Talk to us about establishing a line of credit. We’ll help you determine if this is a viable option for emergencies. It’s cheaper than using credit cards.

Cross-train employees. Have employees train each other on their tasks where it makes sense. You can avoid costly temp help and relieve overworked departments.

 Don’t try to change everything at once. Establishing these new procedures will require some extra work. And you may not notice a reduction in expenses immediately. But over time, you will see a positive change – one that will give you extra dollars and hours to invest in making your company flourish.

The Power of Permission

What have you been wanting to do in your business for a really long time?  Perhaps you’ve been wanting to raise your prices.  Maybe you want to hire an assistant or another team member but haven’t gotten around to it.  Or maybe you want to work less and focus on personal time, but you haven’t taken action for one reason or another.

Ask yourself what project you’ve been thinking about forever but haven’t taken action on.  We all have a wish list.  The question is, why are we waiting?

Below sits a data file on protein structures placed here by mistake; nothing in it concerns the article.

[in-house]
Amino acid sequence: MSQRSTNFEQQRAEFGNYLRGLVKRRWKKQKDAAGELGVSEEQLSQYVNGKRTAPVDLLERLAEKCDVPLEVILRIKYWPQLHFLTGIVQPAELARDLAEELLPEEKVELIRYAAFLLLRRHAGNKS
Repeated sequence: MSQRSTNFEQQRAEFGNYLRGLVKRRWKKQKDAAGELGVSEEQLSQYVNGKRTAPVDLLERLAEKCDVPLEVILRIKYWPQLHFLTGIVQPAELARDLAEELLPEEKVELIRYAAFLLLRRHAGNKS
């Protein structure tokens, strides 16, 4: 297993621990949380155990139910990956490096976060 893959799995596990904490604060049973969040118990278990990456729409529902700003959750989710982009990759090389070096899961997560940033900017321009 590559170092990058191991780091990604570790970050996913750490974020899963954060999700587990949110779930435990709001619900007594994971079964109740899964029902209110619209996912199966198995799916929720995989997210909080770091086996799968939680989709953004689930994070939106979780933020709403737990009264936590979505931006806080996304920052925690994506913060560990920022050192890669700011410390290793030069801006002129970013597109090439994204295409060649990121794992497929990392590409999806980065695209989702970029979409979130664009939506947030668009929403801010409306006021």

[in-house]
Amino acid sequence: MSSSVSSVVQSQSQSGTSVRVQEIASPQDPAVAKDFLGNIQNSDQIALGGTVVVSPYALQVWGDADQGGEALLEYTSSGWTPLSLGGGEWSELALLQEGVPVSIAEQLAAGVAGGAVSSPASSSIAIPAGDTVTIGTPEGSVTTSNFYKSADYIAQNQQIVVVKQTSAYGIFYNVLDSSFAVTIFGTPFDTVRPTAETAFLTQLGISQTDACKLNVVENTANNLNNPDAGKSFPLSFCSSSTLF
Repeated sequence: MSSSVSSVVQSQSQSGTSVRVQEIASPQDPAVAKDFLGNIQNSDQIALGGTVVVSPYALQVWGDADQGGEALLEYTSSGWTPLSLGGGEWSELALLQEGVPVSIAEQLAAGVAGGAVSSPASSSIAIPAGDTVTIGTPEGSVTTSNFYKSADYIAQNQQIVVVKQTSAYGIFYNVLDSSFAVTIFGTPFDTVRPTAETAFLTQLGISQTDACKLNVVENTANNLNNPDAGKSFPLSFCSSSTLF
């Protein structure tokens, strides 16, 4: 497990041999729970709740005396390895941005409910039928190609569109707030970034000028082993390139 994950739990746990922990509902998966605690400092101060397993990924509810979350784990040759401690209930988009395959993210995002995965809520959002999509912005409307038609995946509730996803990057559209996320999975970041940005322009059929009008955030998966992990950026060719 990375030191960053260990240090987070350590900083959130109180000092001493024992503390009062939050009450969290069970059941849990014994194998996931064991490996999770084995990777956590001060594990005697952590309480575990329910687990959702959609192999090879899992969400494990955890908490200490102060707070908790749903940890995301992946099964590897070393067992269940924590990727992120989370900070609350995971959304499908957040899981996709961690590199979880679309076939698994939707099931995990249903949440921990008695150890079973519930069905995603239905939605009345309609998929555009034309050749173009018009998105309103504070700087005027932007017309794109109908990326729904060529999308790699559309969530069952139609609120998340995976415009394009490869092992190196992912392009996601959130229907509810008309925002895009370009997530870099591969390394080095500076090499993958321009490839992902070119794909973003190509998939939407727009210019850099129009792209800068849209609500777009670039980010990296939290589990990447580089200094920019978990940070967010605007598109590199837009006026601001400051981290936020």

What causes us to put these important, yet inconvenient or uncomfortable items on the back burner?  In many cases, there’s a really simple answer.  Here are three questions you can ask yourself if you would like to get unstuck and move forward with your list of items.

  1.  What’s it costing me to delay this decision?  In six months, will I be better off or worse off having done nothing?  This helps you bring a sense of urgency to an item.
  2. Do I simply need to give myself permission?  It’s surprising how this simple revelation can create the shift you need to gain momentum.  Going deeper, this can be a deservability issue, i.e., do I deserve to charge a higher fee?  If that’s the case, working on your confidence is something that will help you get unstuck.